Nestle Waters North America, the third largest beverage company in the U.S., today announced its headquarters in Stamford, Conn. has received the U.S. Green Building Council’s Leadership in Energy and Environmental Design® (LEED) Gold certification, verified by the Green Building Certification Institute. This marks the company's 10th LEED-certified building. To date, Nestle Waters has the most LEED-certified facilities of any U.S. food and beverage manufacturer, with more than 3.7 million square feet designed and built to meet LEED standards.
In 2003, the company became the first food and beverage manufacturer in the U.S. to receive LEED certification for its Stanwood, Mich. plant —one of the first-ever industrial facilities to earn the U.S. Green Building Council (USGBC) sustainability standard. In its 2008 Corporate Citizenship Report, Nestle Waters pledged to have all newly constructed buildings meet LEED certification.
"Nestle is to be commended for earning LEED Gold for its own headquarters — the 10th LEED-certified project in the company," said Rick Fedrizzi, president, CEO and founding chair, USGBC in a prepared statement. "Given the prominence of the Nestle brand, the Stamford headquarters will be a showcase for high-performance, energy-efficient, healthy buildings, and an inspiration for others. Congratulations!"
More than 500 people employed at Nestle Waters' Stamford headquarters moved to this facility in October 2010. Two Stamford-based firms led the renovation of the building located at 900 Long Ridge Road. CPG Architects did the re-design and Pavarini led the construction effort. The building incorporates many "green" features, as well as attributes that encourage greater employee collaboration, including:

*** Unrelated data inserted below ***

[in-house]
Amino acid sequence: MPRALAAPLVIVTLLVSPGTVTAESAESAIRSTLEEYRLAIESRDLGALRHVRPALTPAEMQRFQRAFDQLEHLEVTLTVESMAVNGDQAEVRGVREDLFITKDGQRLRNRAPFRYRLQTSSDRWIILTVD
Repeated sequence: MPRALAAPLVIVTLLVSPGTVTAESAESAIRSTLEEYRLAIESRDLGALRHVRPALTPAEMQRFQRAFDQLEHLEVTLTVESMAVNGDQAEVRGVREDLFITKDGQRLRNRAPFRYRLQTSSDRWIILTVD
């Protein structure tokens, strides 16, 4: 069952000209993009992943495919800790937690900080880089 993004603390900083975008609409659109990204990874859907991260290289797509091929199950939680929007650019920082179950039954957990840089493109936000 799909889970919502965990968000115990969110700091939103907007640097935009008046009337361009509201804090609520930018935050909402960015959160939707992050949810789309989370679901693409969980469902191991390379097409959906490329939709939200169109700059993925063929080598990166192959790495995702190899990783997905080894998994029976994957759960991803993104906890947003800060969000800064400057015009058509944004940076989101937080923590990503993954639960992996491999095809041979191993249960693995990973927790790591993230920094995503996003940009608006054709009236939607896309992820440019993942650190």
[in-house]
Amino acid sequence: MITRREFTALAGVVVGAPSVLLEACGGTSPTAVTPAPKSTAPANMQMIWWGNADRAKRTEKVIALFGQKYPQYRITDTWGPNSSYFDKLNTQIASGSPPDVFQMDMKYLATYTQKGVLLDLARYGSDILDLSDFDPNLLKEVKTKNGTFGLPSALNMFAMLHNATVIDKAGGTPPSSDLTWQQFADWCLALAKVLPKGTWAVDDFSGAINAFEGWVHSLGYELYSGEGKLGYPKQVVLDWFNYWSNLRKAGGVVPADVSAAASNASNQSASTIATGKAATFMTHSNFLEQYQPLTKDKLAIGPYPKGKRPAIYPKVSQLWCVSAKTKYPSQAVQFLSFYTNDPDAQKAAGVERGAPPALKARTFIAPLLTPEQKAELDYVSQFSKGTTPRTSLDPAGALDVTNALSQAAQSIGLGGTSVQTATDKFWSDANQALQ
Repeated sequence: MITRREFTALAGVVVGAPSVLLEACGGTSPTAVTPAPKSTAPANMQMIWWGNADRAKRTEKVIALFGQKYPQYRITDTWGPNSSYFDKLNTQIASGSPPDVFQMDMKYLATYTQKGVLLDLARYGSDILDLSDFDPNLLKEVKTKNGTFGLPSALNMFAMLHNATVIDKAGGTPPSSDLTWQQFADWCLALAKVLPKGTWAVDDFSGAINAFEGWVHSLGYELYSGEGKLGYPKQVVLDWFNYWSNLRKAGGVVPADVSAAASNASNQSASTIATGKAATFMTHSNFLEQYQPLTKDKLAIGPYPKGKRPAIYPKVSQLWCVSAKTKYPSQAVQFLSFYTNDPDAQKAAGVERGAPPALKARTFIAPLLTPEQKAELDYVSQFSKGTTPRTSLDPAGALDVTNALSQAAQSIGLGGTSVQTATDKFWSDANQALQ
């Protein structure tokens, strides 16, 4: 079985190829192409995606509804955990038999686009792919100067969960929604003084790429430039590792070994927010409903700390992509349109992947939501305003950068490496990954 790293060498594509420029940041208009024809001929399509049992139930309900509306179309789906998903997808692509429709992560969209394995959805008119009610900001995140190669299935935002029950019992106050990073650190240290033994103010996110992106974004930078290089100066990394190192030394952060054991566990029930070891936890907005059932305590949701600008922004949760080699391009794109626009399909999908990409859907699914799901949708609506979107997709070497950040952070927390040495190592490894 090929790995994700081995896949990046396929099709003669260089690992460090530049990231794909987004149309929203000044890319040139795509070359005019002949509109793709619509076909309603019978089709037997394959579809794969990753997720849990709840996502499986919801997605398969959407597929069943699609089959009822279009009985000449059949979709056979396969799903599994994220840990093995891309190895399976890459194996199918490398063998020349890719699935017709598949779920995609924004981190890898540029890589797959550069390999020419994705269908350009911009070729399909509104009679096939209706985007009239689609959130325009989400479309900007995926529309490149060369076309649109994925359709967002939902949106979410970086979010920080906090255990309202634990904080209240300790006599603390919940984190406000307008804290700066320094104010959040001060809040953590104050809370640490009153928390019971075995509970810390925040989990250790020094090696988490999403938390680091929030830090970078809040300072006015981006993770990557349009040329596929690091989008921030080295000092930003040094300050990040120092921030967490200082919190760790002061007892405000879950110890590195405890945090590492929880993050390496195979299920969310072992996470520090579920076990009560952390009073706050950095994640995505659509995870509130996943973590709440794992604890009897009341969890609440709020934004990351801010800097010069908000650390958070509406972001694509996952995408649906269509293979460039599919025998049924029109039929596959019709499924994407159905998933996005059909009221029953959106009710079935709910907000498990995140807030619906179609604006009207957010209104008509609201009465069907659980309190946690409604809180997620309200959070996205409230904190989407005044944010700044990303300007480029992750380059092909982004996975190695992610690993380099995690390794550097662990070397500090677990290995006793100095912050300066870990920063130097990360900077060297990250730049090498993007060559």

- A white roof to reduce use of heating and air conditioning;
- Low energy/high efficiency lighting system and low-flow water fixtures in bathrooms;
- Convenient recycling in logical locations, such as kitchens and coffee bars;
- The first cradle-to-cradle-certified office chairs;
- An employee shuttle from the Stamford train station to encourage use of public transportation;
- Preferred parking spaces for low-emission vehicles ;
- Cubicles built with low partitions and ample seating areas for co-workers to discuss ideas;
- High recycled content on furniture, fabrics, countertops, carpet and ceiling tiles.
"We feel good coming to work every day, being part of and showing visitors the innovative, green features of our office building," said Kim Jeffery, president and CEO of Nestle Waters North America. "We had a goal to achieve LEED when we took on a complete renovation for our new headquarters. As with our bottling plants, we created a facility that supports the environment, the employees who work here, and the surrounding community, and earning LEED Gold heightens that commitment."
Beyond LEED-certified buildings, the company also works to reduce its environmental footprint by advocating for improved bottle recycling and preserving more than 14,000 acres of land near its spring water sites.
Since 2003, Nestle Waters' additional LEED-certified facilities have helped the company reduce energy use by 1.5 million kWh, carbon emissions by 2.1 million pounds, and water use by 9 million gallons.
For more information on Nestle Waters, visit www.nestle-watersna.com.